Surrealism in the 1930s and Today

Sami Sjöberg: Science Knocking at Poetry’s Door: The Roaring 1930s of Inquisitions
The progressive journal Inquisitions (1936) aimed to reconcile science, artistic creation, and politics in the cultural milieu of the 1930s. The group behind Inquisitions was formed by the authors Tristan Tzara, Louis Aragon, Roger Caillois and Jules Monnerot. The group was keen on exploring the epistemological potentials of the so-called new physics, such as quantum mechanics. Fifty years ahead of social constructivism, they regarded the production of knowledge as a creative process, with knowledge being created by literary means. The articles on quantum physics, the nature of scientific knowledge, poetics, Marxism, and psychoanalysis manifested the ambitious aim of combining science and affect, framing new ways of thinking where science would benefit from the intuitive, sociological, and mythological aspects of culture.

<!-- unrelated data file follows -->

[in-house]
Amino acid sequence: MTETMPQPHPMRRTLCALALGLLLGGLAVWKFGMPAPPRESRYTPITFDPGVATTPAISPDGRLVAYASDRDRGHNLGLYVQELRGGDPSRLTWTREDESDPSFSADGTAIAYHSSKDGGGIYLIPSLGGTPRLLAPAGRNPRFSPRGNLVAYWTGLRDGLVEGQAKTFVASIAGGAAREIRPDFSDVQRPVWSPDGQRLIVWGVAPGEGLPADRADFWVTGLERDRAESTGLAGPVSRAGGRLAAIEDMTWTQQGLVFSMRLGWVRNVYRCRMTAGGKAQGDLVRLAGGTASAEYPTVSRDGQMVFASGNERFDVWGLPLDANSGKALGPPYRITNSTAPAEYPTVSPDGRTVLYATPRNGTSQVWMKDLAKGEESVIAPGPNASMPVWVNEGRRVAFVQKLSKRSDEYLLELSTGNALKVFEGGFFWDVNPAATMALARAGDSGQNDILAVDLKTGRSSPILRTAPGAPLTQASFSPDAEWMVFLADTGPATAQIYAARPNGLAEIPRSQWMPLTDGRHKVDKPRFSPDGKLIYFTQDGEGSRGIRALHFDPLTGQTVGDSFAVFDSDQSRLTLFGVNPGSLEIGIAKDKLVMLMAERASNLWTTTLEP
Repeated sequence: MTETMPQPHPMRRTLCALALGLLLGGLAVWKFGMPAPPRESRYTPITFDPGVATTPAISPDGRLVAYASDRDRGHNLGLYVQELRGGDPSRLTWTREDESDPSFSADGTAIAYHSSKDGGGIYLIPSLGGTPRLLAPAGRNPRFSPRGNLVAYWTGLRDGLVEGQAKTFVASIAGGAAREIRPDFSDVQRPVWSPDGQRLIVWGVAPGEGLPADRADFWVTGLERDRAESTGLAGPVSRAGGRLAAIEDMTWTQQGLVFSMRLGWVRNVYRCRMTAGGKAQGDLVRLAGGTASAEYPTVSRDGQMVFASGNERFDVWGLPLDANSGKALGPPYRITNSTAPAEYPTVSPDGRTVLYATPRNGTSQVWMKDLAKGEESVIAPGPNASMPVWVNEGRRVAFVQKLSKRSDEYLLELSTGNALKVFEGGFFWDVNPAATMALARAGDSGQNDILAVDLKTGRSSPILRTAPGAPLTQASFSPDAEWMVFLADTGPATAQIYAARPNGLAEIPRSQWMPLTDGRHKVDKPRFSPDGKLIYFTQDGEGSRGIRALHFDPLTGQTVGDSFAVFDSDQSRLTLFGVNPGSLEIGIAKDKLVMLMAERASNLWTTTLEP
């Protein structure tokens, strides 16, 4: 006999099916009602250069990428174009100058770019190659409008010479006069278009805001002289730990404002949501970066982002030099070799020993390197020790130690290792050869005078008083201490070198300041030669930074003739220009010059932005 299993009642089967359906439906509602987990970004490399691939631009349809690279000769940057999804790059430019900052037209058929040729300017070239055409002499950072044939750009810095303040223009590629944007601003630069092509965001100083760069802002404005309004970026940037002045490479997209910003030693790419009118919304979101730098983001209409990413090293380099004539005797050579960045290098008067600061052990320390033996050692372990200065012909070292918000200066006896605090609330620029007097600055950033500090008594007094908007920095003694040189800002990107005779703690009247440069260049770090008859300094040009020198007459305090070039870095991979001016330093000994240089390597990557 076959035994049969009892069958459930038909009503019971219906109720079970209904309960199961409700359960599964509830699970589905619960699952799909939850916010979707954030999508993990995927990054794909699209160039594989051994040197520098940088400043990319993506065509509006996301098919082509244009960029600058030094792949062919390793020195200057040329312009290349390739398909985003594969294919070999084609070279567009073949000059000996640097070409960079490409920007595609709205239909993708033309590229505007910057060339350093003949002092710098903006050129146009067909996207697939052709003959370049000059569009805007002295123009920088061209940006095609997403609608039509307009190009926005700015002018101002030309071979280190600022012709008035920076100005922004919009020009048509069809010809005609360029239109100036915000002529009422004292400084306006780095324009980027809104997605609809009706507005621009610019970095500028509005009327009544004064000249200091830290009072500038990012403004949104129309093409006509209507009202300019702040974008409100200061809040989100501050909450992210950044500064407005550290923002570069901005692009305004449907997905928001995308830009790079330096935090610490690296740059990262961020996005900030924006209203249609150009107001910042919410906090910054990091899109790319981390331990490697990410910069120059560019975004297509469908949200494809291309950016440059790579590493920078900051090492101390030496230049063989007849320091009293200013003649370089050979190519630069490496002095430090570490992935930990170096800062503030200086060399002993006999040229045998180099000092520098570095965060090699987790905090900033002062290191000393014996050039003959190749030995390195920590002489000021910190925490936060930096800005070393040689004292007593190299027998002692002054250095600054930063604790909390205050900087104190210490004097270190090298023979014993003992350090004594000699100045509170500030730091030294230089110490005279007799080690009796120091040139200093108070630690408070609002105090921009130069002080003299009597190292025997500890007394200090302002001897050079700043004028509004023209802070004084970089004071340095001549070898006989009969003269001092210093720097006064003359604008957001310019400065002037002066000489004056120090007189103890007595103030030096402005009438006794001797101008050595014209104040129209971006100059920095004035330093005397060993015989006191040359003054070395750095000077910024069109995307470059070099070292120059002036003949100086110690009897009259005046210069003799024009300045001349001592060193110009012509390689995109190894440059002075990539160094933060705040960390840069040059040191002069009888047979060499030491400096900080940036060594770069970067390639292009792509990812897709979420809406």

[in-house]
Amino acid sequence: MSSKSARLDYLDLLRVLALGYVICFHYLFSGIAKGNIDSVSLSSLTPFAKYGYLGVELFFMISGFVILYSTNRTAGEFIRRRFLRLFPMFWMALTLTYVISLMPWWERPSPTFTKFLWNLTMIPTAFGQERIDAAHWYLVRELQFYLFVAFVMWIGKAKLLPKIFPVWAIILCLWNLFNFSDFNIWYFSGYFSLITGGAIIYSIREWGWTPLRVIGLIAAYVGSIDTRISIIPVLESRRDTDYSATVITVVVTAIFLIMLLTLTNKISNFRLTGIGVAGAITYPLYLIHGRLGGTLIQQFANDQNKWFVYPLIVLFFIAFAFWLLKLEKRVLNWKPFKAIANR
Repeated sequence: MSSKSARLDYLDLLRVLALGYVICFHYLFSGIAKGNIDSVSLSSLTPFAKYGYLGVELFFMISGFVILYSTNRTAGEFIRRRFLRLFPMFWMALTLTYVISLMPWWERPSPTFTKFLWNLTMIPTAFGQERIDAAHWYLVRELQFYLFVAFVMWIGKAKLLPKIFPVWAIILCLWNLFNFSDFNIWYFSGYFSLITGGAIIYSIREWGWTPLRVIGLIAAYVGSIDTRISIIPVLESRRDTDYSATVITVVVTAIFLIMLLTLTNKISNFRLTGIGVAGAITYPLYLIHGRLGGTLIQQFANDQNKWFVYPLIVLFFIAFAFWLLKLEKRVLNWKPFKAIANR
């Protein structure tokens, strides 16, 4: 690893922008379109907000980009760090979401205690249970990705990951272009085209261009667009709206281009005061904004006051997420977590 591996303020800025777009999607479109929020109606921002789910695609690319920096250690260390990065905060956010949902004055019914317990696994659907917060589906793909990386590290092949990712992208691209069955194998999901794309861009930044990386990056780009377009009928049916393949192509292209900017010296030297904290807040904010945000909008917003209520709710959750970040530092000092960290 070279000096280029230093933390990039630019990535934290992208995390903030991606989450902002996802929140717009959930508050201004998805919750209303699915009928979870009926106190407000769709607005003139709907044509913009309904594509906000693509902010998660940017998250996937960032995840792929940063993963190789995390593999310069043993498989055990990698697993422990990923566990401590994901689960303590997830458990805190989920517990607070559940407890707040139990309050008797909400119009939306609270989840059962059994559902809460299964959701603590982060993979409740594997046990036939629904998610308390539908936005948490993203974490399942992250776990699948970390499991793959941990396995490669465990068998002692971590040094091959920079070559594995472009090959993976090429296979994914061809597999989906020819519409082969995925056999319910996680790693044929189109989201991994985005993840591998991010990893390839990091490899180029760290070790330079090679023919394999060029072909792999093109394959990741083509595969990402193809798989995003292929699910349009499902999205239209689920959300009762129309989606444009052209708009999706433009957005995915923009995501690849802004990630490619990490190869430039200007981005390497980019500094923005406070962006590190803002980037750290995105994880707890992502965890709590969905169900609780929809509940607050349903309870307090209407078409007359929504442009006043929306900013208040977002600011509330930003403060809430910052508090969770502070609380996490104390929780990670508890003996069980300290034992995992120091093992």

Anna Weile Kjær: Another Surrealism: Images of a synthetic world
In recent years, new remarkable surrealist currents have permeated contemporary art. Where the claim of historical surrealism was to let the unconscious overflow into society and thereby overturn it, the colonization of the mind in late capitalism has created similar surrealistic visuals, working in reverse.

Sami Sjöberg is an Academy of Finland Research Fellow at the University of Helsinki and an Adjunct Professor at the universities of Helsinki and Tampere. His interests lie in experimental writing, artist’s books and the intersections of art and science, especially in the avant-gardes’ engagement with epistemologies and ecologies.

Anna Weile Kjær is a curator and PhD student at the Dept. of Art and Cultural Studies with the project “Ormehuller – Når tiderne tørner sammen” [Wormholes – When times collide]. She is currently working on the upcoming exhibition Another Surrealism on surrealist currents in contemporary art at Den frie Udstillingsbygning August 26 - October 23, 2022.